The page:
James Holmes: An All-American Mass Murderer
I have something I want to say about James Holmes, the young grad school drop out who opened fired on innocent victims watching the premier of the new Batman movie in a theatre in Aurora, Colorado, taking the lives of twelve people, some of whom were children, and injuring at least 58 more. People are shocked and angry, feeling helpless, and understandably so.
But as we look at the news coverage, the images of a dazed Ronald MacDonald look alike with his shock orange hair, as we look at this man who fails to grasp the immensity and darkness of his deeds, let us not lose sight of one thing: he is a human being. He was until a few months ago the kind of young man we wanted our kids to emulate: a smart young man, an achiever, a scholarship recipient, someone we expected to succeed.
Before the pictures of the new orange hair I had emblazoned in my mind a picture the Times ran, of him perhaps at the start of grad school, with a dimpled, somewhat awkward smile and intelligent eyes. I see him as young, and vulnerable. I see him as a victim, too.
Maybe it’s because I have seen this before, up close and personal, someone seemingly at the top of their game going off the deep end.
All this summer I’ve been wearing the expensive and incredibly stylish summer wardrobe my sister purchased for herself in the height of a drawn out manic episode that had been heretofore unprecedented. After three weeks in the psyche ward where she hardly ate and lost pounds she didn’t need to lose from her already fit frame, she hadn’t lost sight of the fact that how she looked was important to her. She was a beautiful woman with a delicate, almost elfin face and straw colored hair. She was a businesswoman by day, and by night she was tragically hip, rocking a ghi on the Aikido matt, or stylin’ in some Free People threads in a pan-Asian restaurant.
Up until the bitter end, she hadn’t let go of her need to be beautiful. She would show the world that she wouldn’t be reduced to that flimsy hospital gurney with its soul-less print and the awkward gaping slit up the back.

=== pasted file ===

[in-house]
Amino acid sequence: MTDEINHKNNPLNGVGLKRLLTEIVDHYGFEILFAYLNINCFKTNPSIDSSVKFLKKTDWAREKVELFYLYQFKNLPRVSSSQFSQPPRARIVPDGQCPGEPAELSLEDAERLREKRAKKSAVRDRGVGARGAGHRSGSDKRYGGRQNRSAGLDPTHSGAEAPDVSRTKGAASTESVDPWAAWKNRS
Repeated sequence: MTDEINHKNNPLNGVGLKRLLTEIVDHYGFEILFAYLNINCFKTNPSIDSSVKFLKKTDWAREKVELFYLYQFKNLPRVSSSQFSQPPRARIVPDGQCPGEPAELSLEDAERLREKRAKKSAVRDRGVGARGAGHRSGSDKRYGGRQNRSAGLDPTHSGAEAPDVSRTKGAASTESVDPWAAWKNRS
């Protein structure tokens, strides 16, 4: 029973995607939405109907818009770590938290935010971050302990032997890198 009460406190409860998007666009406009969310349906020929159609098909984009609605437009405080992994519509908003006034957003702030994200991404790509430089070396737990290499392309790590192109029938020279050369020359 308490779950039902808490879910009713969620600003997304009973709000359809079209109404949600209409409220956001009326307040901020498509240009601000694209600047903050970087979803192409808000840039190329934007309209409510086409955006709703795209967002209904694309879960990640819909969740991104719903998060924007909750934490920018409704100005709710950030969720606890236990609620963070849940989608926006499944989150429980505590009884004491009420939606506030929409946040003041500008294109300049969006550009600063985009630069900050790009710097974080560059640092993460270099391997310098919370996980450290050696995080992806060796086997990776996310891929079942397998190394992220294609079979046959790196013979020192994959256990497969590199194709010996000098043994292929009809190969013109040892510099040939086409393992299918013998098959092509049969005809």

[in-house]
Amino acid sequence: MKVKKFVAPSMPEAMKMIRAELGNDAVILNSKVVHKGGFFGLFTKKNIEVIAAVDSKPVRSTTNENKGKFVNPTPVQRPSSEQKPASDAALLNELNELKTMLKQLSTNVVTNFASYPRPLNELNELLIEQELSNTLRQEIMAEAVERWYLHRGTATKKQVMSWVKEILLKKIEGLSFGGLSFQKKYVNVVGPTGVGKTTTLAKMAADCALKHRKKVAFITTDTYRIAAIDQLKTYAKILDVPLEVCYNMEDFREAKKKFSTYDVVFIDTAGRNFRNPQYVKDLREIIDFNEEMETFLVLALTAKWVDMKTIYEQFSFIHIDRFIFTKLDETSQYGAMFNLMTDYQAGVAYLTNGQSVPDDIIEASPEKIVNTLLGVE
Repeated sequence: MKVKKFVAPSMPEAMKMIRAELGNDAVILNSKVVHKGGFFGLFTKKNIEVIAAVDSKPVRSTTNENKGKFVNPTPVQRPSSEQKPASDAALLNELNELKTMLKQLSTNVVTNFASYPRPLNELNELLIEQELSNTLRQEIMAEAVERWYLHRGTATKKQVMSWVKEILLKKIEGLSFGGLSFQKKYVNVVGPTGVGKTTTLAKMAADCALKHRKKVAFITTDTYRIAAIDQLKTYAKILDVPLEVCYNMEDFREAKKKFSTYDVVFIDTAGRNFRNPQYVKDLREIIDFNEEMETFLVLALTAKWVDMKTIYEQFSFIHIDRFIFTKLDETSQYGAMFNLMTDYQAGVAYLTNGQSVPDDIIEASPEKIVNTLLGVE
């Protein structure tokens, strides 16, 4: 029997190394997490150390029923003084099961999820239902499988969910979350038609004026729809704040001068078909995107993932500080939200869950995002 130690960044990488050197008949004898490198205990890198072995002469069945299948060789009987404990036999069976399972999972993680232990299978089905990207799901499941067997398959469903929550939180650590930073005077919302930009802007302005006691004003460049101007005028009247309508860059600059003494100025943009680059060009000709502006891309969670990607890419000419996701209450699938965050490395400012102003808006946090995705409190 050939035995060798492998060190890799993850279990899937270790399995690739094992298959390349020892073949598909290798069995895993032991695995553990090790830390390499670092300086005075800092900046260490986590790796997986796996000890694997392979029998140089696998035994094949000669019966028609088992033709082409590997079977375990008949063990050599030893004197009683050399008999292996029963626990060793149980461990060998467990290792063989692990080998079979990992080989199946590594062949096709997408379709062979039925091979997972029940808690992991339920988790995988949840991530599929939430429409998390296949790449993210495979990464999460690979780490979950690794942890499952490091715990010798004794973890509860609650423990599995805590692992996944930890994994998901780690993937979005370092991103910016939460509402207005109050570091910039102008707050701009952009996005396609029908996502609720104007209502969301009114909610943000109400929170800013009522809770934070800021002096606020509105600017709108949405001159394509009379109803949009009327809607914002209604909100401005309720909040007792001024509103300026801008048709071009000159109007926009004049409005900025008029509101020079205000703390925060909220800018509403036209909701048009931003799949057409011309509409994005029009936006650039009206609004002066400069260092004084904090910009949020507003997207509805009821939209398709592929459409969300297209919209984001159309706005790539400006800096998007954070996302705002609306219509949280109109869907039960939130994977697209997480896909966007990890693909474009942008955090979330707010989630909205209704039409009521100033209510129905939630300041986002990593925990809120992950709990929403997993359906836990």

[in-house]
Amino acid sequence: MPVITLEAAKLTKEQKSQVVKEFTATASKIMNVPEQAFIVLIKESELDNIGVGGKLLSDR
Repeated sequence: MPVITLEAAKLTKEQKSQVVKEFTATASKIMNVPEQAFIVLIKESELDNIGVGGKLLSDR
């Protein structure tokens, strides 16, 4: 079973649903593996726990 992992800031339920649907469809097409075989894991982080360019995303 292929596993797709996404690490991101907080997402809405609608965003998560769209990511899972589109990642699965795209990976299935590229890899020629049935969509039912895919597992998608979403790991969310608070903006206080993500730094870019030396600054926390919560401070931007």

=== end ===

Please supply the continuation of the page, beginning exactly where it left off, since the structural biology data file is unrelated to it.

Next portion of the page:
This is the thing: long before she committed that final act, flying swanlike (in my mind) over the “hapless heads of the people walking below” (as she had portended in a facebook note at least a week before she did just that) my sister cried out for help, and no one helped her.
When she flew the paper airplane into her boss’s office during an important meeting (an airplane made of the chart he had requested), she was crying out for help.
When she wrote about the incident on facebook she was crying out for help.
Her firm had protocols in place for handling this sort of thing, protocols involving the offering of help, the availing of therapeutic services, recognizing that a job like hers could be extremely stressful, and that, given the circumstances and the lousy economy and the rounds of layoffs and the need for secrecy in the form of “I know my friend, who’s worked here far longer than me, is about to get the axe, but my lips are sealed” played over and over and over again like a scratched record, could get to anyone. ANYONE!
They kicked her to the curb. They had her arrested. All the protocols went out the window. And a few weeks later she was dead.
Why did James Holmes’ circle of family, colleagues, professors and friends fail to help him?
I’m dismayed when I read news reports that people think Holmes is faking his insanity. I’m so dismayed. We are so quick to turn him into a monster. It seems easier for us to demonize him than to see his suffering…to think that maybe there were signs that we might have picked up on… that everyone could have played a role…in saving him, in saving the community…instead of turning our backs…instead of running from something that makes us uncomfortable. So we end up further alienating the alienated. So we end up with bodies broken. We end up with death and devastation. Because we feared the recluse, the strange and unpredictable behavior. And we tried to make it go away by ignoring it.
I wish the media, instead of selling out our rage, would help us find a way to look in the mirror from time to time, and see ourselves in that young man, and perhaps become better equipped to help the next James Holmes.
But isn’t it easier to just turn on the DVD player and slip in another Batman movie and believe that our troubles are slipping away? Isn't it easier to believe that he's not our problem? That he doesn't belong to us, and never did? He does though. He is someone's son, someone's nephew, someone's grandson. People that knew him probably called him "Jamie." They are asking themselves, "What ever happened to our Jamie?"